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Xero shares drop 14% to four-month low, leading growth-stocks lower

Xero [NZX: XRO] shares slumped to a four-month low, leading New Zealand stocks lower as investors joined a global sell-off on concern high-growth companies may struggle to turn sales growth into profits.

Xero fell as low as $29.50, the lowest since Dec. 5, and were recently down 13 percent at $31. The stock has soared since the Wellington-based company raised $180 million in October, selling 9.92 million shares at $18.15 apiece. Xero is rated a 'sell' by two analysts and a 'buy' by a third, with a median price target of $36, according to Reuters data.

The cloud-based accounting software company has identified North America as a key focus for growth putting the cloud-based accounting software company up against dominant incumbent Intuit, which has a market capitalisation of US$21.2 billion to Xero's $3.95 billion. Xero's North American customer numbers tripled to 18,000 in the year ended March 31, still only 6.3 percent of its total customer base.

"The market is beginning to realise Intuit is going to be a very, very difficult competitor to roll," said Matt Goodson, executive director at Salt Funds Management, which doesn't hold Xero shares. "The question then becomes how much cash has burned in trying to assert a strong position in the US and is there much of a wait until they cross over to positive cash flow - a couple of years, or many years?"

Xero more than doubled its annual loss to $35 million in the 12 months ended March 31, while boosting revenue 84 percent to $70.1 million.

The company's paying customer numbers 84 percent to 284,000 in the year, making it more than a quarter of the way to its 1 million customer target. Australia is its biggest market, with 109,000 customers as at March 31, compared to 59,000 a year earlier, ahead of New Zealand with 102,000. British clients more than doubled to 47,000.

Salt Funds' Goodson said investors will place more scrutiny on the performance of Xero's subscription numbers and revenue, and watching whether it is making inroads into the US.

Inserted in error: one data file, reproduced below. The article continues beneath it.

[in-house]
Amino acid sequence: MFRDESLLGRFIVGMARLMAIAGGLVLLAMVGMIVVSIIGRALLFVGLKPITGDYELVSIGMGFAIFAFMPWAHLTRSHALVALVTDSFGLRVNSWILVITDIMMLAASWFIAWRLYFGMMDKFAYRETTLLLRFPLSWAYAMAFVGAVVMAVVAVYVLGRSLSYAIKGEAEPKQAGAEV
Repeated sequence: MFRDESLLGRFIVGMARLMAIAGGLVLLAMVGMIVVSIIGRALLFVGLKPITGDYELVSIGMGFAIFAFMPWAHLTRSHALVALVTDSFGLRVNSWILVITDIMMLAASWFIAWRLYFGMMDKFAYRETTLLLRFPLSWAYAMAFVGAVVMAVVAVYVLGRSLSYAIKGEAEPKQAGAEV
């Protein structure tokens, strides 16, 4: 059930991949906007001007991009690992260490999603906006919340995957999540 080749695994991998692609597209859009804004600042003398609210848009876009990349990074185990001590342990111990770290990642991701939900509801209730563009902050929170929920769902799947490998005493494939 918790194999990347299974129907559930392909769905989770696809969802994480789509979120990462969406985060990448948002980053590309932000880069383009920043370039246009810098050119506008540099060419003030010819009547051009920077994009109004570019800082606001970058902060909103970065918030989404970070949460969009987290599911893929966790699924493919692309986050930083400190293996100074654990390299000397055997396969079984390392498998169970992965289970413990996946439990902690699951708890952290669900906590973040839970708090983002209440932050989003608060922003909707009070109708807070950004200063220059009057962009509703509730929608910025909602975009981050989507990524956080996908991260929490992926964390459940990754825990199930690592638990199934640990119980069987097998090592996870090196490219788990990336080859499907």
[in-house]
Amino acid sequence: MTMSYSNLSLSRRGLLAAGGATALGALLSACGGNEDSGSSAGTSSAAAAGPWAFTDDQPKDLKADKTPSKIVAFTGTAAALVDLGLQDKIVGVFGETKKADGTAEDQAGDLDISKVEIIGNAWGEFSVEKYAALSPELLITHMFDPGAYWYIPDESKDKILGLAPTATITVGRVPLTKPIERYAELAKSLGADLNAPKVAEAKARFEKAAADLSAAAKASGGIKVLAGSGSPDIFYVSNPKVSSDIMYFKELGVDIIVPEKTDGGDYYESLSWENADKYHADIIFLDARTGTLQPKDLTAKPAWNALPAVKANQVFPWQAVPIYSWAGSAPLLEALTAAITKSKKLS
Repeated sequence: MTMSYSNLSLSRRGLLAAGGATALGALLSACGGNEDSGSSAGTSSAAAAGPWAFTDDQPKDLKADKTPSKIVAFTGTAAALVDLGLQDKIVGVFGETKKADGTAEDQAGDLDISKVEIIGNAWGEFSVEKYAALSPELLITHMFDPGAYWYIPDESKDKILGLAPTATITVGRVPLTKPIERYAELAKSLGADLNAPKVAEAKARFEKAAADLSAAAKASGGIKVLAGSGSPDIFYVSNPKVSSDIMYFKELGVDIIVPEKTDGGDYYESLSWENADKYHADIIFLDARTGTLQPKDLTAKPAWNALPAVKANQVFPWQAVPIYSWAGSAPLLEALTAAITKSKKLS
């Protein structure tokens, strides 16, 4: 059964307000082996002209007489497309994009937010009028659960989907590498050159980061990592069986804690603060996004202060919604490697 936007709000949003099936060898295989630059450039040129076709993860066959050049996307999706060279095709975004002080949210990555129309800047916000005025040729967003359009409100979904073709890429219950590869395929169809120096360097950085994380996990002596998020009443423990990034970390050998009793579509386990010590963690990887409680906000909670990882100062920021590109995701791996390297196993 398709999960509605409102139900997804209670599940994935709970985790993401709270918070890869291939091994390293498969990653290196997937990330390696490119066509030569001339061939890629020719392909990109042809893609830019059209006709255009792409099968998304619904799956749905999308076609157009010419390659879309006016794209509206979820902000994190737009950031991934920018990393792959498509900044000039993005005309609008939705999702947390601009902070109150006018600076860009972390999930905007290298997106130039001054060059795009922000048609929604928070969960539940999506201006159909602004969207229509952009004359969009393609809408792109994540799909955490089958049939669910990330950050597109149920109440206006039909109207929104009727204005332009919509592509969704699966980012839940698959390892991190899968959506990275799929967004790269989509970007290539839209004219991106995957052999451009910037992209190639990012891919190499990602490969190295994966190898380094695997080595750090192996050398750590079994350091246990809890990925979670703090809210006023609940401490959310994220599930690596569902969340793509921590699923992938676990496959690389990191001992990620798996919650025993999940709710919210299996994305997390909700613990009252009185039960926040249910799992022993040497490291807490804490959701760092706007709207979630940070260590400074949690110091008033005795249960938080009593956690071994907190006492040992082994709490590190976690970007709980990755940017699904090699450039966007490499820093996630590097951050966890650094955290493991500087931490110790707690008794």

"It's coming up to delivery time and I suspect their share price will react quickly and strongly" either way, he said.

Xero wasn't the only growth stock to be sold off today, with bladder cancer test developer Pacific Edge declining 3.9 percent to $1.24, governance app maker Diligent Board Member Services down 3.5 percent to $4.15 and A2 Milk Co falling 2.4 percent to 83 cents.

Outside the benchmark NZX 50 Index, intelligence software maker Wynyard Group sank 9.4 percent to $2.40 and search engine developer SLI Systems dropped 6.4 percent to $1.90.

Stocks on Wall Street dropped in New York trading, with the tech-heavy Nasdaq Composite Index down 0.9 percent and the Standard & Poor's 500 index falling 1.1 percent.

Salt Funds' Goodson said growth stocks had "an enormous run in 2013" and are beginning to give up some of those gains this year.

"What's happening to these stocks in the US, is there's a mix of hope and reality - clearly hope had won the battle in the preceding few months" and investors are questioning when and if any free cash flow is going to come from high-growth companies, he said.

(BusinessDesk)

Comments and questions
6

I'm guessing Mildford's active growth fund is going to look a bit sick in the coming months. Serves them right for investing in companies at stupid multiples. The managers should spend more time trying to get privately owned nz software companies listed at 3x to 5x revenues than investing in anything above 5x.

Milford bought $16 million worth of shares in Xero's $180 million rights issue in October last year.

The capital raising involved 9.92 million new Xero shares issued at $18.15 apiece (the market price at the time) - so Milford is still well ahead, if not so much as a week ago.

Somehow, Anon, I think you're the type of guy (or girl) that Warren Buffet simply adores. Why? Because you have made him very, very, very rich.

Milford have invested in our company (nz owned technology company) , and have invested in several others with the aim of growing NZ listed tech sector, so might be worth checking the facts before giving them a hard time. They are taking their fair share of risks with smaller NZ companies for the right reasons.

Broader picture - not sufficient attractive assets available for NZ fund managers to invest in

Too many NZ companies give up and sell out early to offshore entities

I see comments about Milford investing in NZ Tech companies, and yes they do. But make no mistake Milford are doing so to make a return for their investors and Kiwisaver fund holders. If Xero shares go from $18 a share (when they bought 1 million shares) to >$40 they may decide to re-balance their holding. I mean they only had to sell 420,000 and they have got all their money back and still hold 580,000 shares. That to me would show a smart investor, 1/2 million free shares and if Xero goes up brilliant, if it goes down to $12 a share they still get $6M.

Just recently 2.7 million shares were exchanged for $117.3M and the share price hardly moved, yesterday a few hundred thousand shares are sold at price dropped 13% to near $30. Not a good sign, imagine if someone wanted to sell half a million shares.